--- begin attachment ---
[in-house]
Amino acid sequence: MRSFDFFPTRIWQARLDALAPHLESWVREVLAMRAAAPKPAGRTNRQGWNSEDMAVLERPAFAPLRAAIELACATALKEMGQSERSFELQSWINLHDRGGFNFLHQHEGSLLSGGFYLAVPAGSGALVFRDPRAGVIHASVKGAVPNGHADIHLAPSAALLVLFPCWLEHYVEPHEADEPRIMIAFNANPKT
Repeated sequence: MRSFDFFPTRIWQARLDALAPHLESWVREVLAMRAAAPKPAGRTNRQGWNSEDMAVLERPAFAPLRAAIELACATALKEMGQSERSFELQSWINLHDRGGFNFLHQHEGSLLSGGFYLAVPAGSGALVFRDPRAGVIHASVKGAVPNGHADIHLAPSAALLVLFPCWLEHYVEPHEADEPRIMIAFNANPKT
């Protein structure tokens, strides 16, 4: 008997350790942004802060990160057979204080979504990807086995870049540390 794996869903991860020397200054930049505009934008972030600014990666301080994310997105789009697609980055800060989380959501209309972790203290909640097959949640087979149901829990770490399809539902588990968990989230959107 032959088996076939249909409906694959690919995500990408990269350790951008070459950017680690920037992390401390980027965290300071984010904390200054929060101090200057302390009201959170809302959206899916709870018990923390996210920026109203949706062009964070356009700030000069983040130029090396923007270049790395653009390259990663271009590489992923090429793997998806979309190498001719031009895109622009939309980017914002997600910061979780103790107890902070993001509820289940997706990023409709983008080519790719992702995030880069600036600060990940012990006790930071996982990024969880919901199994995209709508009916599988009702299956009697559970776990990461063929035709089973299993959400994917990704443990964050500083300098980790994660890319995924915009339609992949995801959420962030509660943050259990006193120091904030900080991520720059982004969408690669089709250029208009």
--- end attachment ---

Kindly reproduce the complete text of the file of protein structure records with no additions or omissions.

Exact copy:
[in-house]
Amino acid sequence: MRSFDFFPTRIWQARLDALAPHLESWVREVLAMRAAAPKPAGRTNRQGWNSEDMAVLERPAFAPLRAAIELACATALKEMGQSERSFELQSWINLHDRGGFNFLHQHEGSLLSGGFYLAVPAGSGALVFRDPRAGVIHASVKGAVPNGHADIHLAPSAALLVLFPCWLEHYVEPHEADEPRIMIAFNANPKT
Repeated sequence: MRSFDFFPTRIWQARLDALAPHLESWVREVLAMRAAAPKPAGRTNRQGWNSEDMAVLERPAFAPLRAAIELACATALKEMGQSERSFELQSWINLHDRGGFNFLHQHEGSLLSGGFYLAVPAGSGALVFRDPRAGVIHASVKGAVPNGHADIHLAPSAALLVLFPCWLEHYVEPHEADEPRIMIAFNANPKT
């Protein structure tokens, strides 16, 4: 008997350790942004802060990160057979204080979504990807086995870049540390 794996869903991860020397200054930049505009934008972030600014990666301080994310997105789009697609980055800060989380959501209309972790203290909640097959949640087979149901829990770490399809539902588990968990989230959107 032959088996076939249909409906694959690919995500990408990269350790951008070459950017680690920037992390401390980027965290300071984010904390200054929060101090200057302390009201959170809302959206899916709870018990923390996210920026109203949706062009964070356009700030000069983040130029090396923007270049790395653009390259990663271009590489992923090429793997998806979309190498001719031009895109622009939309980017914002997600910061979780103790107890902070993001509820289940997706990023409709983008080519790719992702995030880069600036600060990940012990006790930071996982990024969880919901199994995209709508009916599988009702299956009697559970776990990461063929035709089973299993959400994917990704443990964050500083300098980790994660890319995924915009339609992949995801959420962030509660943050259990006193120091904030900080991520720059982004969408690669089709250029208009």